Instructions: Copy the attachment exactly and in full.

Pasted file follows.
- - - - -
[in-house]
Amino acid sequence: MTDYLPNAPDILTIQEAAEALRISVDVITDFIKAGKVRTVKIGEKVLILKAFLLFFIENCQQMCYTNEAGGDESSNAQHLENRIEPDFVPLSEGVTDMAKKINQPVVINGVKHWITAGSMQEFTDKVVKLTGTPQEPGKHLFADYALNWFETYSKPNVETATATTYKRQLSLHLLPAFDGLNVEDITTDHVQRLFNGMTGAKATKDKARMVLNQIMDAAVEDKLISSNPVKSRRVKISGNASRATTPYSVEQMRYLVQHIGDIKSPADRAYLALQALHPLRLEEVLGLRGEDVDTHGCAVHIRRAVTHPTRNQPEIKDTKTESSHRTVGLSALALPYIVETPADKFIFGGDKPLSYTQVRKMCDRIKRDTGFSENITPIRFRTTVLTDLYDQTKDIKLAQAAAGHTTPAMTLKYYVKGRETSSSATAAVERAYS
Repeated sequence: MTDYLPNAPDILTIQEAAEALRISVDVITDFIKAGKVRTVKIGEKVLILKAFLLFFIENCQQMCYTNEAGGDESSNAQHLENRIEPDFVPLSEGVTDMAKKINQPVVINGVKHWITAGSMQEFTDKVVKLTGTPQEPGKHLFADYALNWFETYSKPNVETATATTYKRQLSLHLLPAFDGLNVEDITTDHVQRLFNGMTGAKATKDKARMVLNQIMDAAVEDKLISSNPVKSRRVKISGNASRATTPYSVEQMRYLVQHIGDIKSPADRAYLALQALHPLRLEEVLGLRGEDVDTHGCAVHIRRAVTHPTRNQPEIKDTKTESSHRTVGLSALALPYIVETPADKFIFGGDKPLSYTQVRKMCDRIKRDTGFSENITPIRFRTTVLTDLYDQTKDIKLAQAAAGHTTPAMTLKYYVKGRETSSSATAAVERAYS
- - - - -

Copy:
[in-house]
Amino acid sequence: MTDYLPNAPDILTIQEAAEALRISVDVITDFIKAGKVRTVKIGEKVLILKAFLLFFIENCQQMCYTNEAGGDESSNAQHLENRIEPDFVPLSEGVTDMAKKINQPVVINGVKHWITAGSMQEFTDKVVKLTGTPQEPGKHLFADYALNWFETYSKPNVETATATTYKRQLSLHLLPAFDGLNVEDITTDHVQRLFNGMTGAKATKDKARMVLNQIMDAAVEDKLISSNPVKSRRVKISGNASRATTPYSVEQMRYLVQHIGDIKSPADRAYLALQALHPLRLEEVLGLRGEDVDTHGCAVHIRRAVTHPTRNQPEIKDTKTESSHRTVGLSALALPYIVETPADKFIFGGDKPLSYTQVRKMCDRIKRDTGFSENITPIRFRTTVLTDLYDQTKDIKLAQAAAGHTTPAMTLKYYVKGRETSSSATAAVERAYS
Repeated sequence: MTDYLPNAPDILTIQEAAEALRISVDVITDFIKAGKVRTVKIGEKVLILKAFLLFFIENCQQMCYTNEAGGDESSNAQHLENRIEPDFVPLSEGVTDMAKKINQPVVINGVKHWITAGSMQEFTDKVVKLTGTPQEPGKHLFADYALNWFETYSKPNVETATATTYKRQLSLHLLPAFDGLNVEDITTDHVQRLFNGMTGAKATKDKARMVLNQIMDAAVEDKLISSNPVKSRRVKISGNASRATTPYSVEQMRYLVQHIGDIKSPADRAYLALQALHPLRLEEVLGLRGEDVDTHGCAVHIRRAVTHPTRNQPEIKDTKTESSHRTVGLSALALPYIVETPADKFIFGGDKPLSYTQVRKMCDRIKRDTGFSENITPIRFRTTVLTDLYDQTKDIKLAQAAAGHTTPAMTLKYYVKGRETSSSATAAVERAYS